Tunable micro-lens array
A tunable micro-lens and micro-lens array for use in optical communications are disclosed. The micro-lens uses thermo optical material and a temperature controller to adjust the temperature and, hence, the index of refraction of the thermo optical material. In one embodiment, a single temperature controller is used to maintain an array of micro-lenses at a desired temperature. In an alternate embodiment, the individual lenses in an array are separately tunable. The invention may be used with either 2D or 3D lenses, and is well suited for use with existing planar lightwave circuit (PLC) technology.
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FIELD OF THE INVENTION
The present invention is directed to tunable optical lens designs and is more specifically directed to micro-lenses used in optical communications systems.
BACKGROUND OF THE INVENTION
Over the past decade considerable attention has been given to development of micro-optic lens arrays (MLA). Micro-optic lens arrays (also referred to as micro-lens arrays) have applications in many areas of optics, fiber communications and optical interconnects. With advances in dense wavelength division multiplexing (DWDM) networks, the need for multi-channel beam collimation and focusing has grown steadily. MLA structures may be employed for three-dimensional (3D) light beam collimation, for example, in 3D fiber array to fiber array connections or 3D microelectronic mechanical (MEM) optical switches. Two dimensional (2D) MLAs with light beam collimation, built using planar lightwave circuit (PLC) technology, are also widely used for planar optical devices. PLC devices have already occupied a prominent place in tele- and data communication systems, for example, monolithic and hybrid integration approaches have been developed or proposed for a number of active and passive networking devices such as multiplexers and demultiplexers, filters, attenuators, transceivers, switches, etc. In addition, 2D and 3D light guiding structures have been developed or proposed for low loss transmission of confined light modes.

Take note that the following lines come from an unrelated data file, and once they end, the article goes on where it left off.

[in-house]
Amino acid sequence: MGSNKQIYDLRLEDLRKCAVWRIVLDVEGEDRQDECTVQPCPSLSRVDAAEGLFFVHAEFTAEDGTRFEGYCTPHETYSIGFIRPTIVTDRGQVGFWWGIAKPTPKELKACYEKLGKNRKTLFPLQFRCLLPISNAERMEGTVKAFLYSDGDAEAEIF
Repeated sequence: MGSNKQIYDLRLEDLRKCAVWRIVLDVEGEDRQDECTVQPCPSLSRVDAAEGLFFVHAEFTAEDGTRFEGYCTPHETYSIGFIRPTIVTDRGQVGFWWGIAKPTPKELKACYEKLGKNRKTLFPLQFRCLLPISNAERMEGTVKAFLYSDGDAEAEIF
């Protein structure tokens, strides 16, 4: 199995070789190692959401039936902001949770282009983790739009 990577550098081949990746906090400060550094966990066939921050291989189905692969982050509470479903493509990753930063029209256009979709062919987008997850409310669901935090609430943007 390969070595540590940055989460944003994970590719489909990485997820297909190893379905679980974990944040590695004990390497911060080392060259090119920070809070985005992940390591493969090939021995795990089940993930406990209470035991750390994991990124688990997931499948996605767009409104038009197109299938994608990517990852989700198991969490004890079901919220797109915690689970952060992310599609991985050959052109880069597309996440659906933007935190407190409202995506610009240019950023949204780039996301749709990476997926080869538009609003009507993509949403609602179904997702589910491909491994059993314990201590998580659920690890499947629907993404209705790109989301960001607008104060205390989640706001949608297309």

Single mode transmission channel waveguides are typically used in DWDM networking devices. However, in such devices collimated beams are sometimes expected to propagate rather long distances without confinement in the direction parallel to the surface and perpendicular to the beam propagation. For such systems, 2D micro-optical lenses are required to collimate or focus the light in the lateral domain while the three layer waveguiding structure confines light in the vertical direction.
There is an overall need for tunable devices for use in photonic networks. The characteristics of optical devices and optical fibers may vary in use, depending on conditions such as ambient temperature, electromagnetic fields, and light wavelength. In order to minimize induced distortions it would be valuable to include tunable elements into such networks so that they can compensate for the variations of the other parameters. In case of micro-lenses, the tunability is also desirable because of the different paths that light can travel after exiting the lens. For example, in a non-blocking cross-connect switching device the light propagates very different distances for “off” and “on” states.
SUMMARY OF THE INVENTION